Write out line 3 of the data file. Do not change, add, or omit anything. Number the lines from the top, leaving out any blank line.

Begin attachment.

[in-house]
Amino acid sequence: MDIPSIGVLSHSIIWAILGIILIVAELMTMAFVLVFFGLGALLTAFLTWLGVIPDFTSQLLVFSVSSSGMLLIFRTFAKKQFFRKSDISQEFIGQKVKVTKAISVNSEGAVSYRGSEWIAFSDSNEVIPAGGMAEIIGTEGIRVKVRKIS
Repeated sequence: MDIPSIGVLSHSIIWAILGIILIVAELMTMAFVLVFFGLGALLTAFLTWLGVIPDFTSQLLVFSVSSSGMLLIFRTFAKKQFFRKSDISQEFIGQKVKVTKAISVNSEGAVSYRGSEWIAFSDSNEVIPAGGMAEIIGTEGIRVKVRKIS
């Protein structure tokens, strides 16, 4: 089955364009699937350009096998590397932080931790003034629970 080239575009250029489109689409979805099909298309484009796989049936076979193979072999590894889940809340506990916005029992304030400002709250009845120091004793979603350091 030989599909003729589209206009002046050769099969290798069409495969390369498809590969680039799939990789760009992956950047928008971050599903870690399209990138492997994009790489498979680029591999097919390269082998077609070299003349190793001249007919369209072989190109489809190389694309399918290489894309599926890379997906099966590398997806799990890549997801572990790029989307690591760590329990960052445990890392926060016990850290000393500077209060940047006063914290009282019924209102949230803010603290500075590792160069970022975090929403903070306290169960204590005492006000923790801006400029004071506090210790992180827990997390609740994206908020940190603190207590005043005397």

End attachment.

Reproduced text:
Repeated sequence: MDIPSIGVLSHSIIWAILGIILIVAELMTMAFVLVFFGLGALLTAFLTWLGVIPDFTSQLLVFSVSSSGMLLIFRTFAKKQFFRKSDISQEFIGQKVKVTKAISVNSEGAVSYRGSEWIAFSDSNEVIPAGGMAEIIGTEGIRVKVRKIS